Generations of students, parents and staff from Oyster Bilingual Elementary School in Northwest Washington gathered yesterday at a jubilant, symbolic groundbreaking for the city's first new public school building in 20 years.
Youngsters now in high school or home from college greeted old teachers with hugs, kisses and still-proficient Spanish, which they learned in Oyster's highly regarded language immersion program.
Parents of current students bounced younger children on laps or pushed them in strollers, after writing nametags that proclaimed the year in which the babies would become students in Oyster's new building.
The school will be built through an innovative arrangement in which a developer is paying for the project in exchange for the right to build a luxury apartment building on what had been a school field. Other D.C. schools are seeking similar partnerships.
LCOR Inc. of Bethesda will pay for the $11 million building in lieu of property taxes on the 211-unit building it will erect on the eastern half of the site at 29th and Calvert streets NW in Woodley Park. City officials say they are as happy about the new housing in a tight real estate market as they are about rebuilding the school.
Principal Paquita Holland hopes to hold graduation in the building in spring 2001. Oyster students, who were shifted to a closed elementary school near Howard University 15 months ago so construction could begin, would return to it full time in September 2001.
The new school will replace a cramped, crumbling 72-year-old brick building. It will be the city's first school to be in compliance with the federal Americans with Disabilities Act, and it will have more and bigger classrooms and a kitchen, gym, nurse's office, outdoor environmental classroom and full-fledged media center where none existed before.
"This project will be a shot in the arm for the entire city," Carolyn Graham, deputy mayor for children and families, told the crowd yesterday. "You represent a model, so that other communities can do it, too."
The project was conceived 10 years ago by parent Mary Filardo, who at the time had three children at Oyster and has since founded the 21st Century School Fund, an advocacy group that seeks innovative ways to refurbish urban schools.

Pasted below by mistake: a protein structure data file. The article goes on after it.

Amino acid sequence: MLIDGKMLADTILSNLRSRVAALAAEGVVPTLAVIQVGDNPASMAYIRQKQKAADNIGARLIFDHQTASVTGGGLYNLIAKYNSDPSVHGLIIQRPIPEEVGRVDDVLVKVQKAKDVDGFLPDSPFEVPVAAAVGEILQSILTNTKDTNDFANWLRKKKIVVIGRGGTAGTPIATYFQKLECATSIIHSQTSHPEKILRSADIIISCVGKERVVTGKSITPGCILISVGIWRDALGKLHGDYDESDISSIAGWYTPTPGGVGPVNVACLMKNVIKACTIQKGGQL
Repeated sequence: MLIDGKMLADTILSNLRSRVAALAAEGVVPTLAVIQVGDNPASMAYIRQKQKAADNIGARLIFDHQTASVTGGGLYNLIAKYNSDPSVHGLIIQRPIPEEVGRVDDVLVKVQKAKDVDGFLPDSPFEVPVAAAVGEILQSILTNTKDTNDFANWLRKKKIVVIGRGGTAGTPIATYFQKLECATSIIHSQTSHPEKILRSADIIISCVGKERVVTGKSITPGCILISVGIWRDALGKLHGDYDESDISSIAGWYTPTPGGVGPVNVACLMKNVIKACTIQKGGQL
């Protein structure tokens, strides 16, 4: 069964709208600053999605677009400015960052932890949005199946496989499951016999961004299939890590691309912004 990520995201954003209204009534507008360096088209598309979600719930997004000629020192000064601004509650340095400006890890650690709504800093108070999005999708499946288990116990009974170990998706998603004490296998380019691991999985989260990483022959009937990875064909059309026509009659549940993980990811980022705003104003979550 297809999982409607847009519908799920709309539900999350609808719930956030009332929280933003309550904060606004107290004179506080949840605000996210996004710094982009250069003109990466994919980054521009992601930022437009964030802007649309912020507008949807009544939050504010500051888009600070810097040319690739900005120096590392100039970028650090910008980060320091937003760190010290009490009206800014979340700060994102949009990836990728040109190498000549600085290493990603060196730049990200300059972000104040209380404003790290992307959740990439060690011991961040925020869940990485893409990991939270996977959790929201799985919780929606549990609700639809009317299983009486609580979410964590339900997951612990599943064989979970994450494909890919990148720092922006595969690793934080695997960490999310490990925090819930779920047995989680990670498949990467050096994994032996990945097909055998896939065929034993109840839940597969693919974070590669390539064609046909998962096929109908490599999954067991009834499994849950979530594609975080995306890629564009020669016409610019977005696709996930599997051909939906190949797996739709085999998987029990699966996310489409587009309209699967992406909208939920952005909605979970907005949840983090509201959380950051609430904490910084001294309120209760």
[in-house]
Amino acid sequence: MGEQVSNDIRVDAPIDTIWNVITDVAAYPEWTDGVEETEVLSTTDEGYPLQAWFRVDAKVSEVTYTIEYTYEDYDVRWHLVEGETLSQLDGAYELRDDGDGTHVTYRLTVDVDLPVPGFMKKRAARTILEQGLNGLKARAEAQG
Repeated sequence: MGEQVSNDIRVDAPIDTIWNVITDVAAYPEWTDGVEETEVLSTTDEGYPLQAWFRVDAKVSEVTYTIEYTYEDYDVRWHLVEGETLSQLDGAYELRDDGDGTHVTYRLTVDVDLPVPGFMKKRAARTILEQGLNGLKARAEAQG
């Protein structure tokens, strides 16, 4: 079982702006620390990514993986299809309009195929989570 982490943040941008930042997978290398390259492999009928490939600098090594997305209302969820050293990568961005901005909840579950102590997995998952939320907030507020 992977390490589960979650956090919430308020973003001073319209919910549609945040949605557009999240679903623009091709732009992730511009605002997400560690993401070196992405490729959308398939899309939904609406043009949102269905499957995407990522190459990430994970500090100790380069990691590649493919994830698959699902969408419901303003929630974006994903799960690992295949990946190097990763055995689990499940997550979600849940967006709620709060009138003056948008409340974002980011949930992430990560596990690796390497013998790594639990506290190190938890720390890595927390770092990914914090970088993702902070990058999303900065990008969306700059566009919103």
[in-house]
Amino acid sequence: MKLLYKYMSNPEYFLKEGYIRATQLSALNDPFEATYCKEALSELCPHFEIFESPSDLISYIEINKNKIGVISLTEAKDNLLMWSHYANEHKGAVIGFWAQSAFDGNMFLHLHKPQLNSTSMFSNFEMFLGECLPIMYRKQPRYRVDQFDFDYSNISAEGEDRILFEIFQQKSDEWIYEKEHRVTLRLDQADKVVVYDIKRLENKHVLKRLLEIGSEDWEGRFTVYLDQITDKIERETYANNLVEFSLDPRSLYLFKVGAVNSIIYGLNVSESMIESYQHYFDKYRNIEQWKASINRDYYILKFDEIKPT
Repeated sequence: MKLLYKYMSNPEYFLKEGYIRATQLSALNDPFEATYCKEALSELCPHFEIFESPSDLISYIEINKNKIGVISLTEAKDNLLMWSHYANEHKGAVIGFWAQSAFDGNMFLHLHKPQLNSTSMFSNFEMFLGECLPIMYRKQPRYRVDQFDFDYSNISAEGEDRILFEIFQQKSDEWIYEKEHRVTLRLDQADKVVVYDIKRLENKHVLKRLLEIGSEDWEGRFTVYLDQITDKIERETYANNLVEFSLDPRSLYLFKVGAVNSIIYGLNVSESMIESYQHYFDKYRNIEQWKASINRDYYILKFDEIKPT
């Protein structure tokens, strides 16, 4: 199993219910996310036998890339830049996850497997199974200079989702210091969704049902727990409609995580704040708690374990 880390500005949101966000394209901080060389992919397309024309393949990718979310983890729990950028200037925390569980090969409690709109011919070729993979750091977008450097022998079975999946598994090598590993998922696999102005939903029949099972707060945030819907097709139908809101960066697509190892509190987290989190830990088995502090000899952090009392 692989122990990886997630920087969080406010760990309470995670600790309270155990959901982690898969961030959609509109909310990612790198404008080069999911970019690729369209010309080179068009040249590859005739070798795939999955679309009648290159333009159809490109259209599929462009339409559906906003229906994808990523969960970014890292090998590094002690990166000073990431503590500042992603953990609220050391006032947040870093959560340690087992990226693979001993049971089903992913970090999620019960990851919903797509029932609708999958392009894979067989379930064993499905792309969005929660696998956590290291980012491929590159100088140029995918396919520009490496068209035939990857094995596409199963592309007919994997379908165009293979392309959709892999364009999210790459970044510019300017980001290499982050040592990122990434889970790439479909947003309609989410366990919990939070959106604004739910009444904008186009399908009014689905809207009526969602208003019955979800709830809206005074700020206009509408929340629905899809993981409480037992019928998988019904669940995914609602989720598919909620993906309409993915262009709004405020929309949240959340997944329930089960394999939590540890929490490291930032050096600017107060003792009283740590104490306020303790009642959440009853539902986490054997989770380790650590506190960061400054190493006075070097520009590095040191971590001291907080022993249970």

Nearly every step of negotiating and approving the deal has taken far longer than expected, in part because of turmoil in the school system, which in the past four years has seen three superintendents and the D.C. financial control board's temporary displacement of the elected school board.
Filardo--whose youngest child is now in the 10th grade--fought steadfastly for the project, long after it became clear that her own children would not benefit.
"We have acknowledged the importance of education for children," she said triumphantly to loud cheers. Referring to the loss of a scrubby grass playing field on which the apartments will be built, she added, "We can say this is a sacrifice, but the benefits are greater."
The old Oyster building must be demolished, so the groundbreaking was ceremonial, with dignitaries and students shoveling bales of hay.
Superintendent Arlene Ackerman teamed up for the effort with 2-year-old Jaqueline Arce. She is the daughter of an Oyster educational aide, who herself attended the school, and a hopeful member of the new building's first pre-kindergarten class.
"This is truly a labor of love . . . for the children," Ackerman said earlier. "And to LCOR and other companies who are interested in public-private partnerships: We're waiting. The children of the District of Columbia are waiting."
CAPTION: Fatmah Jattuh, 9, recites the Pledge of Allegiance at Oyster Bilingual Elementary School. A developer is paying for a new school in exchange for use of a field.
CAPTION: Jack Ozment, 9, reads a Harry Potter book before the ceremony at the spot where the first new D.C. public school in 20 years will be built.